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10.09.2021

StopWatch response to College of Policing consultation 'Use of handcuffs: Proposed addition to APP on stop and search'

StopWatch response to the stakeholder consultation on handcuffing expresses concern over the lack of accountability for improper use of the tactic

StopWatch has long called for the police to investigate the prevalence of handcuffing as a use of force tactic open to abuse during stop and search encounters. While we welcome the consideration that the College of Policing has given to revising the guidance for handcuff use, we fear that in practice, officers will ignore the updated APP too often to make a positive difference, just as they ignored the original. The initial guidance suggested that handcuff use ‘be necessary, reasonable and proportionate with handcuffs not being used routinely…’ Yet, a recent report from HM Inspector of Constabulary and Fire & Rescue Services on stop and search and the use of force claimed to have ‘received anecdotal evidence that the use of handcuffs during stop and search encounters is becoming routine in some forces’ (HMICFRS, 2021, p.5).­­­­­­­

Our issues with the draft APP proposed are twofold:

Firstly, the HMICFRS report identified improper recording of handcuffing during stop and searches 3 years after the introduction of a national recording requirement in 2017. This led the report's authors to suggest that 'current data is insufficiently robust due to the likelihood of high levels of under-recording' (HMICFRS, p.12)­­­­­­­. However, beyond a mention of how essential ‘appropriate recording’ is to the process, the draft proposal fails to offer a fuller explanation of how use of force data ought to be recorded, or on supervisory involvement in monitoring and managing the recording process. If supervisors continue to be left in the dark about their officers' use of handcuffs during searches, it will leave them (and other scrutiny bodies) 'less able to demonstrate to the public that their use of handcuffing is fair and appropriate, and less able to improve it by tackling potentially unfair or inappropriate handcuffing at an individual or organisational level' (HMICFRS, p.23).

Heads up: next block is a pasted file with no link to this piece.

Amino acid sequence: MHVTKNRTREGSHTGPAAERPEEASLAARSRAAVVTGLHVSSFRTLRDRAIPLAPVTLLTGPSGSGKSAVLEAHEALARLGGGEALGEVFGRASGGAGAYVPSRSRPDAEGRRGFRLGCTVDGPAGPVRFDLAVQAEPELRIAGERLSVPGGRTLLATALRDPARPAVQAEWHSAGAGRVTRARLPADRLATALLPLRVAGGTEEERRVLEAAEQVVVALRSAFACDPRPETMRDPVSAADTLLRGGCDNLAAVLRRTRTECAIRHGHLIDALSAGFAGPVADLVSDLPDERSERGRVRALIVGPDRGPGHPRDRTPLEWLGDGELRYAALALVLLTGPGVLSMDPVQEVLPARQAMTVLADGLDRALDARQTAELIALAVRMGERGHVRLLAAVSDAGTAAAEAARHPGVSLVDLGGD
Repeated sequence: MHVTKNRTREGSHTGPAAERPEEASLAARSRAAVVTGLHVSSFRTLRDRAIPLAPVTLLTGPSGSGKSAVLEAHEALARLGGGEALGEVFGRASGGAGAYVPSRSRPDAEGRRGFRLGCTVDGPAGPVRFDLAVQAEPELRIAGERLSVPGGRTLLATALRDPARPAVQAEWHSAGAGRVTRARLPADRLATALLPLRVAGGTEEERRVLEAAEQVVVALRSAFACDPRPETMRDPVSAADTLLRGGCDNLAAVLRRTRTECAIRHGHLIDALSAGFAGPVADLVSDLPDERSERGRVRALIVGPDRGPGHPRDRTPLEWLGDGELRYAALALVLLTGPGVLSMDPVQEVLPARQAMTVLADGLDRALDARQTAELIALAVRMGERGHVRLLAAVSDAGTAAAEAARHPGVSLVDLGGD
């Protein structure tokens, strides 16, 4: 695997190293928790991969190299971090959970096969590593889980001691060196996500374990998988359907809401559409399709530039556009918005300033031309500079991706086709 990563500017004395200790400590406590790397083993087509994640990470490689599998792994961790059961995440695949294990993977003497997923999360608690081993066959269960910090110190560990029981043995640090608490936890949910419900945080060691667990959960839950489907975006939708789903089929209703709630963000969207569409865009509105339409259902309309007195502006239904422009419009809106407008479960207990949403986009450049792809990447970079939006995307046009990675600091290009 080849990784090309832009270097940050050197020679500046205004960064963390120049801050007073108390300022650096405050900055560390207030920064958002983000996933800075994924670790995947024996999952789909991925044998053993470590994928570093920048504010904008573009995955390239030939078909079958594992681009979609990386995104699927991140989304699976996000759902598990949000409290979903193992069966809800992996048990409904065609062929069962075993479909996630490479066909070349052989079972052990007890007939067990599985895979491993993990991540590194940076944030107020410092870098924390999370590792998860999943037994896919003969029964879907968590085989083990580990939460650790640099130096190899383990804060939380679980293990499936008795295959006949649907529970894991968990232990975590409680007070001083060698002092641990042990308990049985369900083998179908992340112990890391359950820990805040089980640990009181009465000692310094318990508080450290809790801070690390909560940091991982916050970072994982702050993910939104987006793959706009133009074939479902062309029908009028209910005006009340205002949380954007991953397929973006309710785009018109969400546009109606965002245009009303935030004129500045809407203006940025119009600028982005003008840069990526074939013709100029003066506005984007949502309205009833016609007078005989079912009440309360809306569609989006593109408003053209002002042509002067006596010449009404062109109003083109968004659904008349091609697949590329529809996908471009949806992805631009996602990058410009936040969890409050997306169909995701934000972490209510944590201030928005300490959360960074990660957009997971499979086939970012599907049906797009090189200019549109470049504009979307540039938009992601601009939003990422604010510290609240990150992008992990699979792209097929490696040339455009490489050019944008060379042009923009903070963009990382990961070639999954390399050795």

Secondly, there is no mention of how supervisors and scrutiny bodies might sanction officers who breach the guidance. It is imperative for public safety to ensure that those who are found to have misapplied handcuffs can be subject to disciplinary action, in addition to the guidance-based training they will inevitably receive. We think well-designed regulatory misconduct systems should include ‘an escalating response, providing feedback and professional development opportunities for officers before advancing to disciplinary measures in the event that officers fail to correct their behaviour’. Northamptonshire police’s Reasonable Grounds Panel (RGP) is one example of an effective procedural system that comprises the prospect of disciplinary action for officers ‘whose conduct is found wanting’ in the eyes of the public they serve (Open Society evaluation of RGP, page 10). Considering how handcuffs are by far the most regularly employed use of force tactic among officers, we believe it is necessary to include sanctions as a measure of accountability for unlawful uses of force.

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